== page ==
Persons Unknown by Susie Steiner


published 2017



Persons Unknown




She lay there, a mass of skirts. Everything black: lace, broderie anglaise in layers - and DM boots poking out. Her eyes were fluttering, black kohl pencil against porcelain skin, and… she shook her head saying, ‘No, no, I’m OK.’ She signalled to me so I put my face next to hers, She didn’t smell how you expect Goths to smell – no cheapo joss sticks or Body Shop musk. She smelled expensive. Citrussy.

[A different narrator, considering a different aspect of the investigation]

Would Kim know the meaning of her clothing, Davy wonders, in the way Manon would? Not the clothing sent to forensics – well those, yes, as well – but her clothing in general: the colours, the price bracket, the shop they came from. These were all markers that Manon could ‘read’. He’s not sure Kim is feminine in that way. Oh Lord, is he being sexist? Not feminine then; judgemental, Manon was master of the snap judgement, which often contained a kernel of truth.


commentary: My friend Kathy Durkin, Kathy D in her comments, put me onto this author: she recommended the 2016 Missing, Presumed, and when I read it I could quite see why: it could have been just another police procedural about a girl who has disappeared (and there are plenty of them around) but it was so much more. And DI Manon Bradshaw is an excellent lead character.

In this one she has made considerable changes in her life since the end of the previous book, and is pregnant, and operating in Cold Cases in Huntingdon. A rich London banker visits the town and is murdered: Manon’s adopted son seems to be a vital witness – or something more?

It is a nasty and complicated story, and contains many features that sometimes concern me: multiple POVs, some first person and some third, use of the present tense, and a lot of detail about personal lives and relationships of the series characters. But I loved the book, raced through it, enjoying every moment of the complex investigation, Manon’s sometimes foolish moves, and the fears and mysteries in her own home.

The narrator of the top excerpt, Birdy, who owns the Payless Drink store, is a tour de force, I absolutely loved her:
We’ve all got our thing, haven’t we? I’m quite safe around a bottle of Chardonnay, I’ve been known to yawn in the face of pornography. Show me a shoe shop and I can walk on by. But salty snacks? I will MOW. YOU. DOWN.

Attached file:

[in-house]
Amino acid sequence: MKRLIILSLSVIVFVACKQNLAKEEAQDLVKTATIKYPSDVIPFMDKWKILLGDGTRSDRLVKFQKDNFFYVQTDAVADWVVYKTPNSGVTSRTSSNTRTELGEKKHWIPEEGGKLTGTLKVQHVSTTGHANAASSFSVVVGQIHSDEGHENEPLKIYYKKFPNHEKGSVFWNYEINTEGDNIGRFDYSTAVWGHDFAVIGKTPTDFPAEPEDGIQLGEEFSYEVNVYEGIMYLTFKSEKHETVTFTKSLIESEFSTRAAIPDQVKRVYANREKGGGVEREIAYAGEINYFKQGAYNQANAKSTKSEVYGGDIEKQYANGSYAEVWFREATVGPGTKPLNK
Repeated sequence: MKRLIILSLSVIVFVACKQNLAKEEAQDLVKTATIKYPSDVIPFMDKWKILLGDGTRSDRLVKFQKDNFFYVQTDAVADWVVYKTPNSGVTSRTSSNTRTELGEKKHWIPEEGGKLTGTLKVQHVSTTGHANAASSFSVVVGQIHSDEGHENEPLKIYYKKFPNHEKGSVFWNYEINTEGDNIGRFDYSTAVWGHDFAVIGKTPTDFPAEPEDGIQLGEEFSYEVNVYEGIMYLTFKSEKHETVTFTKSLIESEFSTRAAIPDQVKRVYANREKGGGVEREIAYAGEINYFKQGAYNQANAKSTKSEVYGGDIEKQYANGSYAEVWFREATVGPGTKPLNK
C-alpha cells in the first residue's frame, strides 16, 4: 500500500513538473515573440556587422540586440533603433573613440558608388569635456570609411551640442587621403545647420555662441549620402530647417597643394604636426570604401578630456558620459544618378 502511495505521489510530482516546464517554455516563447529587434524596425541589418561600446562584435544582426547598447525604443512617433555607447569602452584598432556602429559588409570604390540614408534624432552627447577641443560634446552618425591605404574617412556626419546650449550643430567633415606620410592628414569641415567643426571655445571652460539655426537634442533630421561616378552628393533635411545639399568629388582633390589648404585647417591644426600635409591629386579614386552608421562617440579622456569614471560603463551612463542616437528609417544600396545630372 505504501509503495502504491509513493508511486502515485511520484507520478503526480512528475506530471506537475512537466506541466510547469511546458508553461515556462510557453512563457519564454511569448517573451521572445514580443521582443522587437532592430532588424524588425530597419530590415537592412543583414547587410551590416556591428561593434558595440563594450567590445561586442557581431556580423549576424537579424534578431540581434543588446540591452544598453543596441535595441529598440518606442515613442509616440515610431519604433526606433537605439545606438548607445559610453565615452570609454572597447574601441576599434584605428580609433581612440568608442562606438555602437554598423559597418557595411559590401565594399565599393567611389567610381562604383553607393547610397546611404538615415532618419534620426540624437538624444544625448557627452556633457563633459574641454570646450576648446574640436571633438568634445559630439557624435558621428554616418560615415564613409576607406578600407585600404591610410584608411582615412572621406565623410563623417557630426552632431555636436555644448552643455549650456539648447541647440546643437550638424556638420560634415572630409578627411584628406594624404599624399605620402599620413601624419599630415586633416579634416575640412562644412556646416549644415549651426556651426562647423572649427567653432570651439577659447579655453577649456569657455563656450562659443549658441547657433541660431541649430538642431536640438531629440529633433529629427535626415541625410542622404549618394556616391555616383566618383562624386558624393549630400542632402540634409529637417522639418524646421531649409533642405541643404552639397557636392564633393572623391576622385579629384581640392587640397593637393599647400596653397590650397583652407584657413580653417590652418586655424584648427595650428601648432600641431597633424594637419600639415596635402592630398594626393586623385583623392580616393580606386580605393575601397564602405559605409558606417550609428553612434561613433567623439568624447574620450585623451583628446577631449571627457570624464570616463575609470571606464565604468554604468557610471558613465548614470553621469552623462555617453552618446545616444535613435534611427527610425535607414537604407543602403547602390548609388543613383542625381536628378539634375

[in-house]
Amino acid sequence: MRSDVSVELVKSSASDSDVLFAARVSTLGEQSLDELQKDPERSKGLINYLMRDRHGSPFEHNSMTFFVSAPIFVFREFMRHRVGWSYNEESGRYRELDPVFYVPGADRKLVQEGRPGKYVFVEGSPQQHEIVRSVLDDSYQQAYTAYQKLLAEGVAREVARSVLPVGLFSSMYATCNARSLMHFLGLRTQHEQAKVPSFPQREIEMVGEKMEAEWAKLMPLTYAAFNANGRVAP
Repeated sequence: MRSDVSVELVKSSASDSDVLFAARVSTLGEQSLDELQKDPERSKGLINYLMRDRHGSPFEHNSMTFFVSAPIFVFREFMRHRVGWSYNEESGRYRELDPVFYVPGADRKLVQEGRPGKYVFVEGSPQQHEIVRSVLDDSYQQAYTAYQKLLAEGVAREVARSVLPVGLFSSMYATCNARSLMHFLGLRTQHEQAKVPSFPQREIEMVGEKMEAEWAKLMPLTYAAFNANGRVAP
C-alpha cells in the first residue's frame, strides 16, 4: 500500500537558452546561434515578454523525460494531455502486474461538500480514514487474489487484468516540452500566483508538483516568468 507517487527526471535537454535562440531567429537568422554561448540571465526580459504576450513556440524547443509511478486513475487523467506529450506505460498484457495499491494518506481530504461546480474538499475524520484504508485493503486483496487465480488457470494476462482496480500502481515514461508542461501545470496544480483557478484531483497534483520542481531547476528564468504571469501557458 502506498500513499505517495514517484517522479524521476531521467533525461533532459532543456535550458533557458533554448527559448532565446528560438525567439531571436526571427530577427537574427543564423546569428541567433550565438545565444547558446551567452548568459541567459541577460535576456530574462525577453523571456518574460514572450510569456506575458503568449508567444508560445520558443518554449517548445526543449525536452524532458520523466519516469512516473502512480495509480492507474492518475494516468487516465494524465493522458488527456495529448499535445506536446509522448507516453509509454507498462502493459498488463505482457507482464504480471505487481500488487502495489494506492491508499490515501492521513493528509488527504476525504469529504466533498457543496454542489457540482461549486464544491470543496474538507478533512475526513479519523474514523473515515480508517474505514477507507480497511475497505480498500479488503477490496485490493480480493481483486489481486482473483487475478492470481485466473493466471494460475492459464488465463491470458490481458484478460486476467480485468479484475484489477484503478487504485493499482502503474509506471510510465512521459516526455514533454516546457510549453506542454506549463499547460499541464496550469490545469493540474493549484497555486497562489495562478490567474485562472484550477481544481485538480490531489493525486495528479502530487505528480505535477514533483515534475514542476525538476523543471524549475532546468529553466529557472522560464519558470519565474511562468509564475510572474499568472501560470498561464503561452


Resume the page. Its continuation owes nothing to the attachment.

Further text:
And the sections with Davy, the young policeman, were also beautifully and sympathetically done.

The book is also funny. I like the woman who doesn’t want to move because ‘I’ve got a group of mums I feel comfortably ambivalent about, right here’.

And the young woman who is ‘maybe not supermodel beautiful, but she could definitely get paid to do a catalogue or the Marks & Sparks website.’

And Manon claiming to hate Saul Bellow: so what did she read by him?
‘Dunno, something with “Rabbit” in the title. Man it was boring.’
‘D’you mean Rabbit, Run?’
‘By John Updike?’
‘Yup.’
‘So have you ever read anything by Saul Bellow?’
‘I don’t think so, no.’




I think we’ve all been there.

So – a most enjoyable book, with excellent characters, and every hope for a long series about Manon Bradshaw. And hat-tip again to Kathy for the recommendation.

















Comments

  1. Yup, I'm a Susie Steiner fan as well - Manon is proper, believable, likeable & sometimes annoying human being, both bright and fallible. Any TV casting thoughts?

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    1. Yes exactly, relatable (newly popular word I started hearing recently - I want to despise it but it does fulfil a useful role). Now I'm trying to think about actors. Manon has that very distinctive hair, and of course the actor doesn't need that, but it does affect my thinking... You got any great ideas?

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  2. I need to read some Susie Steiner, Moira. I keep hearing good things about her work, and meaning to try it. It just...hasn't happened yet. Time I rectified that, and I'm very glad you enjoyed this one.

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    1. Margot, I really think you would like her. I was very impressed by both books.

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  3. I loved this book even more than the first. Manon is so believable, a regular person. And it is funny. And I liked Birdy, too. I could not put this book down either, and am eagerly awaiting the next book in this series.

    But I read a Guardian article about Susie Steiner and that her eyesight is failing. So I don't know if she can write more about Manon or if she is too disabled. I hope that she is able to do so for her own sake, of course. But a wee part of me wishes this for Manon's avid fans.

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    1. Well as I said above, very grateful to you for the recommendation. And I have been thinking about both the books since I finished them, always a good sign
      That is indeed worrying news about Susie Steiner.

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